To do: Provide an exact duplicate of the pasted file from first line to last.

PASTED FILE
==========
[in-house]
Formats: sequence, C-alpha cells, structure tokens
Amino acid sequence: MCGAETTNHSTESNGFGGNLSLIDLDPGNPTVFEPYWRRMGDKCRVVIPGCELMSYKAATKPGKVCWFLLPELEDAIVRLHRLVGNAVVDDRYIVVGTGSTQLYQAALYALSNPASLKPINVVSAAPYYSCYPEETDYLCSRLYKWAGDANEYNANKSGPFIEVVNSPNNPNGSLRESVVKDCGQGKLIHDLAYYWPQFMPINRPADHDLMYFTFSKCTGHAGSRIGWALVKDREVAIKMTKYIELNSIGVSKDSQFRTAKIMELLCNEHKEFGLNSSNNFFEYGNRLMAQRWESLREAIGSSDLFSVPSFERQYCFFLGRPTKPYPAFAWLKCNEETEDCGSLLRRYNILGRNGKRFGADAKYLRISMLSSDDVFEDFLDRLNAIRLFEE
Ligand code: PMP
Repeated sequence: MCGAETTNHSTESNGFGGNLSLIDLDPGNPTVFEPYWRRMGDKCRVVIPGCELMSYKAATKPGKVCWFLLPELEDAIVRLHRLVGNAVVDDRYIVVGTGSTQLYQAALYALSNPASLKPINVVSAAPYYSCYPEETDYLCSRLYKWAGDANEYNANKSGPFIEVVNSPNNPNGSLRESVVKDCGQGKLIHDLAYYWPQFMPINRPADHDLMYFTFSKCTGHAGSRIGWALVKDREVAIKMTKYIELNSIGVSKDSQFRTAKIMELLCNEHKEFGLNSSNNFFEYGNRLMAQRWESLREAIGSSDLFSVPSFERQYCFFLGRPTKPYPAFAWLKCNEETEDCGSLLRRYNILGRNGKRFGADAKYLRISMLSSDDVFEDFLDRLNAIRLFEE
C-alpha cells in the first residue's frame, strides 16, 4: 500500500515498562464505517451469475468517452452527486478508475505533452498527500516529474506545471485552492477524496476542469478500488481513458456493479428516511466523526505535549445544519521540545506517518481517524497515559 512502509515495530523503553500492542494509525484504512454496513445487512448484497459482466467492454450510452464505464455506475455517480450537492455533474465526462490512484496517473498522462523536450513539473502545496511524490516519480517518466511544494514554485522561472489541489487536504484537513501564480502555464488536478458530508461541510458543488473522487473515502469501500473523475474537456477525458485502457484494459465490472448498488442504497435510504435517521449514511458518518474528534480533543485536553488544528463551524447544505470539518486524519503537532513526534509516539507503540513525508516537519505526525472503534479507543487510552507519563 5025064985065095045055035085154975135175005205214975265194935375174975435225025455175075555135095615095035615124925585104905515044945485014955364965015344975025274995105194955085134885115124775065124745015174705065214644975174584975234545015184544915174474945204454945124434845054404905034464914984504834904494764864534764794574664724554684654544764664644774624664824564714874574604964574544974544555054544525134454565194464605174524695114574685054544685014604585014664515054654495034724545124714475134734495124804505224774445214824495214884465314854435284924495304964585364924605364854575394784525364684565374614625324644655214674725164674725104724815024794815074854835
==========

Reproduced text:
[in-house]
Formats: sequence, C-alpha cells, structure tokens
Amino acid sequence: MCGAETTNHSTESNGFGGNLSLIDLDPGNPTVFEPYWRRMGDKCRVVIPGCELMSYKAATKPGKVCWFLLPELEDAIVRLHRLVGNAVVDDRYIVVGTGSTQLYQAALYALSNPASLKPINVVSAAPYYSCYPEETDYLCSRLYKWAGDANEYNANKSGPFIEVVNSPNNPNGSLRESVVKDCGQGKLIHDLAYYWPQFMPINRPADHDLMYFTFSKCTGHAGSRIGWALVKDREVAIKMTKYIELNSIGVSKDSQFRTAKIMELLCNEHKEFGLNSSNNFFEYGNRLMAQRWESLREAIGSSDLFSVPSFERQYCFFLGRPTKPYPAFAWLKCNEETEDCGSLLRRYNILGRNGKRFGADAKYLRISMLSSDDVFEDFLDRLNAIRLFEE
Ligand code: PMP
Repeated sequence: MCGAETTNHSTESNGFGGNLSLIDLDPGNPTVFEPYWRRMGDKCRVVIPGCELMSYKAATKPGKVCWFLLPELEDAIVRLHRLVGNAVVDDRYIVVGTGSTQLYQAALYALSNPASLKPINVVSAAPYYSCYPEETDYLCSRLYKWAGDANEYNANKSGPFIEVVNSPNNPNGSLRESVVKDCGQGKLIHDLAYYWPQFMPINRPADHDLMYFTFSKCTGHAGSRIGWALVKDREVAIKMTKYIELNSIGVSKDSQFRTAKIMELLCNEHKEFGLNSSNNFFEYGNRLMAQRWESLREAIGSSDLFSVPSFERQYCFFLGRPTKPYPAFAWLKCNEETEDCGSLLRRYNILGRNGKRFGADAKYLRISMLSSDDVFEDFLDRLNAIRLFEE
C-alpha cells in the first residue's frame, strides 16, 4: 500500500515498562464505517451469475468517452452527486478508475505533452498527500516529474506545471485552492477524496476542469478500488481513458456493479428516511466523526505535549445544519521540545506517518481517524497515559 512502509515495530523503553500492542494509525484504512454496513445487512448484497459482466467492454450510452464505464455506475455517480450537492455533474465526462490512484496517473498522462523536450513539473502545496511524490516519480517518466511544494514554485522561472489541489487536504484537513501564480502555464488536478458530508461541510458543488473522487473515502469501500473523475474537456477525458485502457484494459465490472448498488442504497435510504435517521449514511458518518474528534480533543485536553488544528463551524447544505470539518486524519503537532513526534509516539507503540513525508516537519505526525472503534479507543487510552507519563 5025064985065095045055035085154975135175005205214975265194935375174975435225025455175075555135095615095035615124925585104905515044945485014955364965015344975025274995105194955085134885115124775065124745015174705065214644975174584975234545015184544915174474945204454945124434845054404905034464914984504834904494764864534764794574664724554684654544764664644774624664824564714874574604964574544974544555054544525134454565194464605174524695114574685054544685014604585014664515054654495034724545124714475134734495124804505224774445214824495214884465314854435284924495304964585364924605364854575394784525364684565374614625324644655214674725164674725104724815024794815074854835